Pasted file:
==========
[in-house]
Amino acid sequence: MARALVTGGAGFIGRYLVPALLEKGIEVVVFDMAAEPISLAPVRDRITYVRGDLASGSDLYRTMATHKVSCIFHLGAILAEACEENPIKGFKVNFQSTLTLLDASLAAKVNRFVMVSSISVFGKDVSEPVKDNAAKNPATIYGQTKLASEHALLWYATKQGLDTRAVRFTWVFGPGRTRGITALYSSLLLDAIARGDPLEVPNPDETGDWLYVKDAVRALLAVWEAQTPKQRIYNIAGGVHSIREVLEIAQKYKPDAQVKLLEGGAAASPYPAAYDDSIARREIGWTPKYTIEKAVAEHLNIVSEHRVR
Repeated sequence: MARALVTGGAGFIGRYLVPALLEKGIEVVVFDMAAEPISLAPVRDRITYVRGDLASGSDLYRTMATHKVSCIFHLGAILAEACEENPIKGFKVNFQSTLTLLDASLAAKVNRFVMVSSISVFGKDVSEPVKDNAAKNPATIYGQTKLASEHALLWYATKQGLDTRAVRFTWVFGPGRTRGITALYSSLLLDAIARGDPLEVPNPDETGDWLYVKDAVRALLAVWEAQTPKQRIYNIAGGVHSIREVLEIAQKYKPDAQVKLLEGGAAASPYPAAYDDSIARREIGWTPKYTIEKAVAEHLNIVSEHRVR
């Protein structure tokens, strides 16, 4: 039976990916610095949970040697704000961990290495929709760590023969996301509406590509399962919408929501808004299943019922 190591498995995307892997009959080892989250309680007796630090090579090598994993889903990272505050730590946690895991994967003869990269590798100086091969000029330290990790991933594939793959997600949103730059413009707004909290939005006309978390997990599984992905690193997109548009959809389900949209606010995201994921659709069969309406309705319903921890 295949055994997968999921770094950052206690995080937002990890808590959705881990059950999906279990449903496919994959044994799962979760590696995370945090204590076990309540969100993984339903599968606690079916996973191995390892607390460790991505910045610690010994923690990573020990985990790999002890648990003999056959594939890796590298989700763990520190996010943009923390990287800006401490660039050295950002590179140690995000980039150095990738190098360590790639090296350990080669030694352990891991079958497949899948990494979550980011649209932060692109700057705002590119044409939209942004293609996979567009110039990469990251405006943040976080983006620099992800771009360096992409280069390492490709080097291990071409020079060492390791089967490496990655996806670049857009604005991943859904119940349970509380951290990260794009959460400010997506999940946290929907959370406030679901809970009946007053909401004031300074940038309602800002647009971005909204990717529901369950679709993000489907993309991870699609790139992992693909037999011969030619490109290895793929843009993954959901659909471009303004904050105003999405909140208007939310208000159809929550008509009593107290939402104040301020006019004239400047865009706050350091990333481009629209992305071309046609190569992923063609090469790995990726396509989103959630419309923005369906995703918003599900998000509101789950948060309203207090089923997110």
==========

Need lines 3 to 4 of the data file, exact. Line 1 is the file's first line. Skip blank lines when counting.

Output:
Repeated sequence: MARALVTGGAGFIGRYLVPALLEKGIEVVVFDMAAEPISLAPVRDRITYVRGDLASGSDLYRTMATHKVSCIFHLGAILAEACEENPIKGFKVNFQSTLTLLDASLAAKVNRFVMVSSISVFGKDVSEPVKDNAAKNPATIYGQTKLASEHALLWYATKQGLDTRAVRFTWVFGPGRTRGITALYSSLLLDAIARGDPLEVPNPDETGDWLYVKDAVRALLAVWEAQTPKQRIYNIAGGVHSIREVLEIAQKYKPDAQVKLLEGGAAASPYPAAYDDSIARREIGWTPKYTIEKAVAEHLNIVSEHRVR
């Protein structure tokens, strides 16, 4: 039976990916610095949970040697704000961990290495929709760590023969996301509406590509399962919408929501808004299943019922 190591498995995307892997009959080892989250309680007796630090090579090598994993889903990272505050730590946690895991994967003869990269590798100086091969000029330290990790991933594939793959997600949103730059413009707004909290939005006309978390997990599984992905690193997109548009959809389900949209606010995201994921659709069969309406309705319903921890 295949055994997968999921770094950052206690995080937002990890808590959705881990059950999906279990449903496919994959044994799962979760590696995370945090204590076990309540969100993984339903599968606690079916996973191995390892607390460790991505910045610690010994923690990573020990985990790999002890648990003999056959594939890796590298989700763990520190996010943009923390990287800006401490660039050295950002590179140690995000980039150095990738190098360590790639090296350990080669030694352990891991079958497949899948990494979550980011649209932060692109700057705002590119044409939209942004293609996979567009110039990469990251405006943040976080983006620099992800771009360096992409280069390492490709080097291990071409020079060492390791089967490496990655996806670049857009604005991943859904119940349970509380951290990260794009959460400010997506999940946290929907959370406030679901809970009946007053909401004031300074940038309602800002647009971005909204990717529901369950679709993000489907993309991870699609790139992992693909037999011969030619490109290895793929843009993954959901659909471009303004904050105003999405909140208007939310208000159809929550008509009593107290939402104040301020006019004239400047865009706050350091990333481009629209992305071309046609190569992923063609090469790995990726396509989103959630419309923005369906995703918003599900998000509101789950948060309203207090089923997110």